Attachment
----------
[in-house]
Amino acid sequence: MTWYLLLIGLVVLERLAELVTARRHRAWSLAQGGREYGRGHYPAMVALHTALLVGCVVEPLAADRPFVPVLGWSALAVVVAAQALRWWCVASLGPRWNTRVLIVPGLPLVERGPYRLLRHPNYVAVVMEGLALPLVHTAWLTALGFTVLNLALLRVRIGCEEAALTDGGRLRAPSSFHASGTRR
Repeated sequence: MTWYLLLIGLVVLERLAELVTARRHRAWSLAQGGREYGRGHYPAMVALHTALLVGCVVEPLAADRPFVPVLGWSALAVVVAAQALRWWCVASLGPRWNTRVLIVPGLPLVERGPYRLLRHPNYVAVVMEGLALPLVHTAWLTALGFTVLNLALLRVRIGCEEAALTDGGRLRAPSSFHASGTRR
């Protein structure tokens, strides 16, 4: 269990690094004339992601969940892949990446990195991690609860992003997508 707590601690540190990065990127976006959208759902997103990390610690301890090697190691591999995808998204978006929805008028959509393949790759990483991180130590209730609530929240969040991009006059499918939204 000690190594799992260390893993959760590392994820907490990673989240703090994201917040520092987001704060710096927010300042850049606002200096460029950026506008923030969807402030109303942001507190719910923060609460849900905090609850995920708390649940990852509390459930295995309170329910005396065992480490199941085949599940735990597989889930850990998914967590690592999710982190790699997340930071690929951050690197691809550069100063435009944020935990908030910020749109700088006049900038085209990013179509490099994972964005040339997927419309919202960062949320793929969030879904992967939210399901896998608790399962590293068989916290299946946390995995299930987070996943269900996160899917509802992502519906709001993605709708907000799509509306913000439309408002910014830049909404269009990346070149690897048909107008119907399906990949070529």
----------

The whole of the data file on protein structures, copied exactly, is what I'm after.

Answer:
[in-house]
Amino acid sequence: MTWYLLLIGLVVLERLAELVTARRHRAWSLAQGGREYGRGHYPAMVALHTALLVGCVVEPLAADRPFVPVLGWSALAVVVAAQALRWWCVASLGPRWNTRVLIVPGLPLVERGPYRLLRHPNYVAVVMEGLALPLVHTAWLTALGFTVLNLALLRVRIGCEEAALTDGGRLRAPSSFHASGTRR
Repeated sequence: MTWYLLLIGLVVLERLAELVTARRHRAWSLAQGGREYGRGHYPAMVALHTALLVGCVVEPLAADRPFVPVLGWSALAVVVAAQALRWWCVASLGPRWNTRVLIVPGLPLVERGPYRLLRHPNYVAVVMEGLALPLVHTAWLTALGFTVLNLALLRVRIGCEEAALTDGGRLRAPSSFHASGTRR
């Protein structure tokens, strides 16, 4: 269990690094004339992601969940892949990446990195991690609860992003997508 707590601690540190990065990127976006959208759902997103990390610690301890090697190691591999995808998204978006929805008028959509393949790759990483991180130590209730609530929240969040991009006059499918939204 000690190594799992260390893993959760590392994820907490990673989240703090994201917040520092987001704060710096927010300042850049606002200096460029950026506008923030969807402030109303942001507190719910923060609460849900905090609850995920708390649940990852509390459930295995309170329910005396065992480490199941085949599940735990597989889930850990998914967590690592999710982190790699997340930071690929951050690197691809550069100063435009944020935990908030910020749109700088006049900038085209990013179509490099994972964005040339997927419309919202960062949320793929969030879904992967939210399901896998608790399962590293068989916290299946946390995995299930987070996943269900996160899917509802992502519906709001993605709708907000799509509306913000439309408002910014830049909404269009990346070149690897048909107008119907399906990949070529």